Former Head of FX Trading at Wells Fargo refuses to give info in Forex benchmark rate fixing case

Maria Nikolova

Simon Fowles, ex-Head of FX Trading at Wells Fargo, insists he has no personal knowledge of matters relating to the lawsuit targeting top banks like JP Morgan and Bank of America.

As the Forex benchmark rate fixing case targeting some of the US major banks like JP Morgan, Bank of America, HSBC, and Citibank, continues, the proceedings are now focused on obtaining testimony. Earlier in November, the plaintiffs in the lawsuit asked to take deposition from members of the so-called “FX Cartel”. Now, the plaintiffs in the case are seeking the testimony of Simon Fowles, former Head of FX Trading at Wells Fargo.

According to the plaintiffs, “Wells Fargo Bank per Thomas Kiefer was an active participant in the FX chat rooms in this case”. And since Simon Fowles was the Head of FX Trading at Wells Fargo Bank, he has to give testimony.

On Monday, November 19, 2018, Simon Fowles filed his objection to the subpoena served by the plaintiffs. In the document, seen by FinanceFeeds, Fowles claims he has no personal knowledge of matters relating to the claims asserted by the plaintiffs.

Let’s recall that the plaintiffs launched this putative class action under the Sherman Antitrust Act, alleging that they paid inflated foreign currency exchange rates caused by an alleged conspiracy among JP Morgan, Bank of America, HSBC, Citibank, UBS AG, Barclays PLC, and Royal Bank of Scotland PLC to fix prices in Forex market.

The plaintiffs claim that there is a “mechanical, direct correlation” between the FX benchmark rates that the defendant banks allegedly manipulated and the prices that the banks charged the plaintiffs.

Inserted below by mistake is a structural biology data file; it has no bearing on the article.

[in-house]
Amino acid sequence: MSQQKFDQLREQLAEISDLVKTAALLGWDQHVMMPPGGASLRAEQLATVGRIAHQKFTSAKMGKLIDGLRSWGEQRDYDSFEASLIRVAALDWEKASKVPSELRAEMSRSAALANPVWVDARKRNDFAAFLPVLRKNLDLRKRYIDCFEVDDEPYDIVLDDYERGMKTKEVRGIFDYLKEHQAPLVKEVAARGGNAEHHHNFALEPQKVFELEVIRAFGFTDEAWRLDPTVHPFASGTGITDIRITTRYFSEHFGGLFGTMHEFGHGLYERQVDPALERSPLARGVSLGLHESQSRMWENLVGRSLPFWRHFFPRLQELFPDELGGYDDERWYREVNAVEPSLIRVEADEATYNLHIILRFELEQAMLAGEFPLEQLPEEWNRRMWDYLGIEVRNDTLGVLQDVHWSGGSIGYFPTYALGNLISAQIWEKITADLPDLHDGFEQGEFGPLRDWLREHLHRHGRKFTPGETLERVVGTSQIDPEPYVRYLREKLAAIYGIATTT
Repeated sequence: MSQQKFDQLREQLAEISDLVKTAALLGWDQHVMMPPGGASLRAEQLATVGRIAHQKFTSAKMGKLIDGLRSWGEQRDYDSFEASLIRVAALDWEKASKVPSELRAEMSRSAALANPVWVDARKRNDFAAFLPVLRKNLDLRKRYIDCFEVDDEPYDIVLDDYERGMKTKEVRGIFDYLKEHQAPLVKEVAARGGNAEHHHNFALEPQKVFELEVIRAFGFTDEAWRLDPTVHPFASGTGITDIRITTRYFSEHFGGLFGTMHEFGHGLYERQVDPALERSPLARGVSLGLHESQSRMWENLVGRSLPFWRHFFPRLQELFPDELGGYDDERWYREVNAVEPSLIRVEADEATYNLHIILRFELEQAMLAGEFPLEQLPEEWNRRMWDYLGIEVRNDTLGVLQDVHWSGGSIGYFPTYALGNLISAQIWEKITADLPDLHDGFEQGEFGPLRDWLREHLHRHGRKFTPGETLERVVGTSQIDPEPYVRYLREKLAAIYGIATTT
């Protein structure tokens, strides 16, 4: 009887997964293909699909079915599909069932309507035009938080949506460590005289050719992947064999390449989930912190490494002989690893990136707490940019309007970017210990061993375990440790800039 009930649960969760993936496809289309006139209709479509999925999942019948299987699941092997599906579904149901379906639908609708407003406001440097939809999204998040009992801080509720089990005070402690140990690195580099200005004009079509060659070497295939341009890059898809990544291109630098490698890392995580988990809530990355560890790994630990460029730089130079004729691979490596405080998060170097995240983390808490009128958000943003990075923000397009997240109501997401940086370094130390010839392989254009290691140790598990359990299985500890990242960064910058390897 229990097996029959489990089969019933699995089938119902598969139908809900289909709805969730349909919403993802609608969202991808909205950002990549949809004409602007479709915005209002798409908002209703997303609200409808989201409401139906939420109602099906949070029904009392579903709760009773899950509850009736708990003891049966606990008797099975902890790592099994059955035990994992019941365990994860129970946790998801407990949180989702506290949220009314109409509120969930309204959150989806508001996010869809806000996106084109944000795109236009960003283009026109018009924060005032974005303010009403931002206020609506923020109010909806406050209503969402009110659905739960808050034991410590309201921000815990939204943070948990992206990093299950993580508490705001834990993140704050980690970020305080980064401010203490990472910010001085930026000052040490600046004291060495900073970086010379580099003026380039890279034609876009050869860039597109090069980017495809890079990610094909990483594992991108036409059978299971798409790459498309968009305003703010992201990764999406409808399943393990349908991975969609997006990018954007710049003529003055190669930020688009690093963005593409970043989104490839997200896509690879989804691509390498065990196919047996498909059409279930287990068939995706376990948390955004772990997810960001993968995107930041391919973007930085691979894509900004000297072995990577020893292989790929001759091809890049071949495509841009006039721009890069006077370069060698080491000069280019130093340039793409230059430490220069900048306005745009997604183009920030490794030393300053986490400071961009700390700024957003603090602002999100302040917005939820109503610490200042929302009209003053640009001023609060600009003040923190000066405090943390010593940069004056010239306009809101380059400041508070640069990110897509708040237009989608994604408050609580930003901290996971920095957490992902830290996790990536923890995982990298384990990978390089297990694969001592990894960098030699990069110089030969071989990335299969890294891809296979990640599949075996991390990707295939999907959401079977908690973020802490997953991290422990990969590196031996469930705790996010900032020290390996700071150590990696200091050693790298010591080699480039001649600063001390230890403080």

In May 2015, the United Sates Department of Justice (DOJ) announced that defendants Citicorp, JP Morgan Chase & Co, Barclays PLC, Royal Bank of Scotland PLC and UBS AG pleaded guilty to conspiring to manipulate the price of USD and EUR exchanged in the foreign currency exchange spot market. According to the DOJ, traders at these banks used a chat room called “The Cartel” to manipulate benchmark exchange rates. Members of The Cartel allegedly coordinated their EUR/USD trading to manipulate benchmark rates set at the 1.15PM and 4.00 PM fixes in an effort to increase their profits.

Fowles notes that his former employer, Wells Fargo, was not listed among the banks charged with currency manipulation by the DOJ in May 2015.

Furthermore, according to the Fowles’ Letter to Court, Fowles alleges that the plaintiffs seek confidential information regarding Wells Fargo’s internal operating procedures. The subpoena sent to him, he says, is a fishing expedition which has no relevance to this lawsuit.

The case is captioned Nypl v. JP Morgan Chase & Co. et al (1:15-cv-09300).

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